In vitro fertilisation (IVF) is the treatment of last resort for many subfertile couples and a very costly one, partly due to the use of expensive drugs, i.e. gonadotrophins, needed for controlled ovarian hyperstimulation (COH) . COH is an essential part of IVF which is needed to obtain a reasonable yield of oocytes which can then be fertilised in vitro. In clinical practice physicians often rely on their clinical experience and judgement when selecting an appropriate starting dose of follicle stimulation hormone (FSH). There is neither international nor nationwide consensus about COH programmes. Defining the optimal dose of FSH to retrieve an acceptable number of oocytes remains complicated. The problem herewith is that women show marked differences in their ovarian reserve and, as a consequence, in their ovarian response to medication [2, 3]. Women who respond poorly to ovarian stimulation have poorer pregnancy prospects than women with a normal ovarian response . Frequently, the occurrence of an insufficient response will urge the clinician to cancel the cycle which is obviously very stressful to the couple and may lead to withdrawal from further treatment. In a subsequent stimulation cycle higher dosages of FSH are usually given, although these may also be inadequate, leading to another cancellation of the cycle or even to hyperresponse with risk of ovarian hyperstimulation syndrome (OHSS). The result is that the poor responder may go through a series of treatment cycles with an overall poor prospect for pregnancy.
On the other end of the spectrum, women with a hyperresponse to ovarian stimulation are at risk of increased patient discomfort, cycle cancellation and development of OHSS. This condition may lead to severe illness requiring hospitalisation and intensive care with thromboembolic phenomena or multiple organ failure which are potentially life threatening complications. Mild and moderate forms of OHSS occur in respectively 20–33% and 3–6% of all ovarian stimulation cycles, while the severe form of the syndrome has been reported to occur as frequently as 0.1–2% .
In view of the tight relationship between hyperresponse and OHSS, prevention of hyperresponse is one of the key elements in preventing OHSS. Accurate prediction of ovarian response is now possible by using an ovarian reserve test (ORT) . Various ORTs are available, of which basal FSH is the oldest whereas the antral follicle count (AFC) and serum level of anti-Müllerian hormone (AMH) have been introduced more recently. Previous systematic reviews by our group have shown that both AFC and AMH provide an optimal balance between sensitivity and specificity, are superior to basal FSH, and are able to predict ovarian response to COH, allowing for studies on the value of adjustment of the FSH dosage based on these parameters [6–10]. It should be emphasised that our reviews showed that ORTs can predict ovarian response after COH, but not the occurrence of pregnancy after IVF treatment.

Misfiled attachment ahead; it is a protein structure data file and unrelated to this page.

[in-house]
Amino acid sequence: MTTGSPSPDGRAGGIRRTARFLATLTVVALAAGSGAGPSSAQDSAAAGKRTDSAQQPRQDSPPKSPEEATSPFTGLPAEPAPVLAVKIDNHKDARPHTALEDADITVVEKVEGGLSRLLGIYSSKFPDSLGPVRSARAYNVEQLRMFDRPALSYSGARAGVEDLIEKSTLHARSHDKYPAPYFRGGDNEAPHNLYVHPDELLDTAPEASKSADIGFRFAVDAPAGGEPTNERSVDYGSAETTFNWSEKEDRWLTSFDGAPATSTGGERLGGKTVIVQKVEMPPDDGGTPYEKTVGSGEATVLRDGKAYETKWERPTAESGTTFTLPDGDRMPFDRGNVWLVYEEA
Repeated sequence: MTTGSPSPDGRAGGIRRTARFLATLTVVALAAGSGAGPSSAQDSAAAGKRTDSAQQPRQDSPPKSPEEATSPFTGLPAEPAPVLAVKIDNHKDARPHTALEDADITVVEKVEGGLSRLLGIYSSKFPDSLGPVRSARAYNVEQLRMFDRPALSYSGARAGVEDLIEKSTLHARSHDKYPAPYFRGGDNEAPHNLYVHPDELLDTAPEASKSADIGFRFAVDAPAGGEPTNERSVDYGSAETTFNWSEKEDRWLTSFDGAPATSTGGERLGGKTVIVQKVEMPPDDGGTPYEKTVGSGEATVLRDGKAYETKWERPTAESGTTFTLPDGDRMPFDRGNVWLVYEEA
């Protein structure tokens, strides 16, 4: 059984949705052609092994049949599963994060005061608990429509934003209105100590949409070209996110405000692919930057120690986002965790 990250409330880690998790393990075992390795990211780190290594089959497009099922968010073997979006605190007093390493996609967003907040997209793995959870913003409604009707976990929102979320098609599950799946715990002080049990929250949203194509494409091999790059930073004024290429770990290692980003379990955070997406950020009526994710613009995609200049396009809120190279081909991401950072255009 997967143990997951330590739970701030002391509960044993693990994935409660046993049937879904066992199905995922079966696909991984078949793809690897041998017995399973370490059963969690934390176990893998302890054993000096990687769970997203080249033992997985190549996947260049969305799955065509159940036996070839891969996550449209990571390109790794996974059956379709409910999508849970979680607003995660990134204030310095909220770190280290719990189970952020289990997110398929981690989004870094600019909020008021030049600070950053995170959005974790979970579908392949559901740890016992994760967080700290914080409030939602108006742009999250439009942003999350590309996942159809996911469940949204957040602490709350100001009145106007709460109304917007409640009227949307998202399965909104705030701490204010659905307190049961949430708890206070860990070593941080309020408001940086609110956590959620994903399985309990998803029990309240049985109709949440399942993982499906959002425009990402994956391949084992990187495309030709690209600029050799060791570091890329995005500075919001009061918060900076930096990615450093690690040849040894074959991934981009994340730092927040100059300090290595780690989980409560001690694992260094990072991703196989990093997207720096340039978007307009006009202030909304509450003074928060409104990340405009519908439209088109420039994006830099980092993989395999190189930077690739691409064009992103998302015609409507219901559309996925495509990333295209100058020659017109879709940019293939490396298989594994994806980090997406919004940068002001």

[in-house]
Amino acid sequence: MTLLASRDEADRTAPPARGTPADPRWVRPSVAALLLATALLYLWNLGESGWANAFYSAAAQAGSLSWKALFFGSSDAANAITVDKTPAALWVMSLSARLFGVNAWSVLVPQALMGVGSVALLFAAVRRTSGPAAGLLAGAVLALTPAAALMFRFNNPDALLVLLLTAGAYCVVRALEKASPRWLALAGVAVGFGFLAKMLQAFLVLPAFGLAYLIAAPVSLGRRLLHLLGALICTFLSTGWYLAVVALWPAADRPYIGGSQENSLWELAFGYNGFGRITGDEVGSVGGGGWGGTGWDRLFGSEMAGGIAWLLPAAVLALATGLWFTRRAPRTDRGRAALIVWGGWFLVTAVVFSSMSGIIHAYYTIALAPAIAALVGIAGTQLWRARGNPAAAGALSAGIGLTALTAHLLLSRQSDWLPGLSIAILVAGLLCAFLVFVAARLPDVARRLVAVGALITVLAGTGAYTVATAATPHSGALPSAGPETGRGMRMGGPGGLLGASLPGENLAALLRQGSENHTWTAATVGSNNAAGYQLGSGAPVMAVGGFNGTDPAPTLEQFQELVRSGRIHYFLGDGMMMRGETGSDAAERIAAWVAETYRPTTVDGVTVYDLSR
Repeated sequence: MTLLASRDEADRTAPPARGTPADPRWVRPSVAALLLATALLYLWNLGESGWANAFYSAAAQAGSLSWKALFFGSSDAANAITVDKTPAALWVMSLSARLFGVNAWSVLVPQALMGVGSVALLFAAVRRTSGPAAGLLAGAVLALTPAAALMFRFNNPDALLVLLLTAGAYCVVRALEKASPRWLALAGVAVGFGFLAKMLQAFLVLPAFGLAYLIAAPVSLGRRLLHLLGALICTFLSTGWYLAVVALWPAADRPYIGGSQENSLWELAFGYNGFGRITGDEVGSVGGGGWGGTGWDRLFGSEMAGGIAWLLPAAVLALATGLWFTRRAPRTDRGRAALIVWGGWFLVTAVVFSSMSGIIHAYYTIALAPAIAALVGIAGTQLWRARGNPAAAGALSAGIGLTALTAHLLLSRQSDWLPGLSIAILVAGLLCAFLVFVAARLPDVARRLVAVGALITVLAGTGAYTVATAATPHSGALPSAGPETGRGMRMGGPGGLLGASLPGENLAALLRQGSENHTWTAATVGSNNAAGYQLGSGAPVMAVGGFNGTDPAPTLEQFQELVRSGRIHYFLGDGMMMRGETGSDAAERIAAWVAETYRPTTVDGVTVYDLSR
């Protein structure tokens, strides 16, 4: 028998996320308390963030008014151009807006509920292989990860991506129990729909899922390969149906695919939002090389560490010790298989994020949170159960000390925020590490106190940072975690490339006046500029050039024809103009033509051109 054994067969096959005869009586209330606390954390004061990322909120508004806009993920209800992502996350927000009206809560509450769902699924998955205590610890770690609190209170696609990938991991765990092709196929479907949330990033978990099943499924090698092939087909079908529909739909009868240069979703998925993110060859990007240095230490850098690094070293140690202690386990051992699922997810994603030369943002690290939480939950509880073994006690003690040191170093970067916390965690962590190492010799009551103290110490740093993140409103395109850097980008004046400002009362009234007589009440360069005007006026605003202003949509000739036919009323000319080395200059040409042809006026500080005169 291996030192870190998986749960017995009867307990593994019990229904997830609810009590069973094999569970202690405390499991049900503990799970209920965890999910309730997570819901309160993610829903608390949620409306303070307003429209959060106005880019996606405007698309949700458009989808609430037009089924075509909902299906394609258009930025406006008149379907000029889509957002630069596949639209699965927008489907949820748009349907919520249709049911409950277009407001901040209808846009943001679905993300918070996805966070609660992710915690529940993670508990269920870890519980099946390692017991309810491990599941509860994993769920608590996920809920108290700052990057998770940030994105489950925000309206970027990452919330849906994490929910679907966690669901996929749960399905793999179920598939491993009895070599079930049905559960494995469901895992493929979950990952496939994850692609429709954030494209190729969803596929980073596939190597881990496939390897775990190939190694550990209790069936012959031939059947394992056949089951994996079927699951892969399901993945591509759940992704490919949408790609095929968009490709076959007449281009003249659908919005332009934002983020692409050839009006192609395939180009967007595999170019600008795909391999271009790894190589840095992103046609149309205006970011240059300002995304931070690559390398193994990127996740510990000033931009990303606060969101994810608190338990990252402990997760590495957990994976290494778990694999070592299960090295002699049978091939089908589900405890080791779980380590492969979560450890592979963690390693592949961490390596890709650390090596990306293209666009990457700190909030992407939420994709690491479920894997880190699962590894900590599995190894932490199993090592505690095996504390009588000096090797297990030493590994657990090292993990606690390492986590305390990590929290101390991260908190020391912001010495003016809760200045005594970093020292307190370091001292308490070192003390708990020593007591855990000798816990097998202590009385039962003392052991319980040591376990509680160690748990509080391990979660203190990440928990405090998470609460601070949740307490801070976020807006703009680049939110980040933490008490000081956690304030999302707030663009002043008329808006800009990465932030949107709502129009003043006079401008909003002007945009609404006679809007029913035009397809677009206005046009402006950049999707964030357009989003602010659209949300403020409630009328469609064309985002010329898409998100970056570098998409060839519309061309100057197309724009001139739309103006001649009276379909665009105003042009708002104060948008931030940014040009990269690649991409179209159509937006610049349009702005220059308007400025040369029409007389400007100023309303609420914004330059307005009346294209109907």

Previous research has shown that dose adjustment after ORTs resulted in a higher rate of normal ovarian response and significantly higher pregnancy rates . However, this study had several weaknesses. First of all, the power calculation was not based on the outcome ‘pregnancy’ but on the outcome ‘appropriate response’. Furthermore, participants with possible extremes in ovarian response were excluded, FSH dosage was only fixed until stimulation day 8, and the used algorithm was complicated and impractical for daily clinical use. Before definitive conclusions can be drawn about dose adjustment after ORTs, these results need to be confirmed in a large randomised controlled trial (RCT). Based upon these data, we hypothesize that the use of an ORT as predictor of ovarian response followed by an individualised FSH regime, will lead to a reduction in the occurrence of an inappropriate ovarian response, a reduction in the amount of cycle cancellations, reduction in the number of withdrawals from treatment, reduction in the occurrence of OHSS, reduction in the application of cycles with poor prospects for success, improvement in overall pregnancy rates and improvement of overall cost-effectiveness of IVF programs.